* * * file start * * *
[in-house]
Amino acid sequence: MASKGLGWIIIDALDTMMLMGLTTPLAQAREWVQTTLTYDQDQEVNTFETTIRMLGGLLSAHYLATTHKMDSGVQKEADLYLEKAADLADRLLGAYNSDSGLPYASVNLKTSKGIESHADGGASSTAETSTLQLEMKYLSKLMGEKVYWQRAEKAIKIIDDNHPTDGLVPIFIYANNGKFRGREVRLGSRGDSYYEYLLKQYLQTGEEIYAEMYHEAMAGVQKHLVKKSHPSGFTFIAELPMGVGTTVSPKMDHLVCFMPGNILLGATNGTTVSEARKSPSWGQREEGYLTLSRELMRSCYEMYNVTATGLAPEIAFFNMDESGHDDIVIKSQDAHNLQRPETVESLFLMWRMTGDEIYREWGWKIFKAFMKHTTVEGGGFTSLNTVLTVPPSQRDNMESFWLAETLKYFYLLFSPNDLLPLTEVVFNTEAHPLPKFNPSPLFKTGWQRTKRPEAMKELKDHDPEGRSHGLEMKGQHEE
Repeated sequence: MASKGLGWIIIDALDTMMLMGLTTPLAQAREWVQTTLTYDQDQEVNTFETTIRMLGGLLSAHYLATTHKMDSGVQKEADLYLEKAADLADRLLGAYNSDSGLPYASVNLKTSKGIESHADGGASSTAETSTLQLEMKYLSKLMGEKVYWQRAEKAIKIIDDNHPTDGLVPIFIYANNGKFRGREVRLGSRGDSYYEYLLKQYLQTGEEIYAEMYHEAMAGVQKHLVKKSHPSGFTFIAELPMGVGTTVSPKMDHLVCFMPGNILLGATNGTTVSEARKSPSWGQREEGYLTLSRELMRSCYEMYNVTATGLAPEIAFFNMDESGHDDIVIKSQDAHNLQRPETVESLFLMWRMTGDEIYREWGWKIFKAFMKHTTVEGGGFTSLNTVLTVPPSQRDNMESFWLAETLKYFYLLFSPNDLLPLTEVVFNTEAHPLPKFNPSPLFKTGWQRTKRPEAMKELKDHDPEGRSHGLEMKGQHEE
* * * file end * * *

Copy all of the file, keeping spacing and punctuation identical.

[in-house]
Amino acid sequence: MASKGLGWIIIDALDTMMLMGLTTPLAQAREWVQTTLTYDQDQEVNTFETTIRMLGGLLSAHYLATTHKMDSGVQKEADLYLEKAADLADRLLGAYNSDSGLPYASVNLKTSKGIESHADGGASSTAETSTLQLEMKYLSKLMGEKVYWQRAEKAIKIIDDNHPTDGLVPIFIYANNGKFRGREVRLGSRGDSYYEYLLKQYLQTGEEIYAEMYHEAMAGVQKHLVKKSHPSGFTFIAELPMGVGTTVSPKMDHLVCFMPGNILLGATNGTTVSEARKSPSWGQREEGYLTLSRELMRSCYEMYNVTATGLAPEIAFFNMDESGHDDIVIKSQDAHNLQRPETVESLFLMWRMTGDEIYREWGWKIFKAFMKHTTVEGGGFTSLNTVLTVPPSQRDNMESFWLAETLKYFYLLFSPNDLLPLTEVVFNTEAHPLPKFNPSPLFKTGWQRTKRPEAMKELKDHDPEGRSHGLEMKGQHEE
Repeated sequence: MASKGLGWIIIDALDTMMLMGLTTPLAQAREWVQTTLTYDQDQEVNTFETTIRMLGGLLSAHYLATTHKMDSGVQKEADLYLEKAADLADRLLGAYNSDSGLPYASVNLKTSKGIESHADGGASSTAETSTLQLEMKYLSKLMGEKVYWQRAEKAIKIIDDNHPTDGLVPIFIYANNGKFRGREVRLGSRGDSYYEYLLKQYLQTGEEIYAEMYHEAMAGVQKHLVKKSHPSGFTFIAELPMGVGTTVSPKMDHLVCFMPGNILLGATNGTTVSEARKSPSWGQREEGYLTLSRELMRSCYEMYNVTATGLAPEIAFFNMDESGHDDIVIKSQDAHNLQRPETVESLFLMWRMTGDEIYREWGWKIFKAFMKHTTVEGGGFTSLNTVLTVPPSQRDNMESFWLAETLKYFYLLFSPNDLLPLTEVVFNTEAHPLPKFNPSPLFKTGWQRTKRPEAMKELKDHDPEGRSHGLEMKGQHEE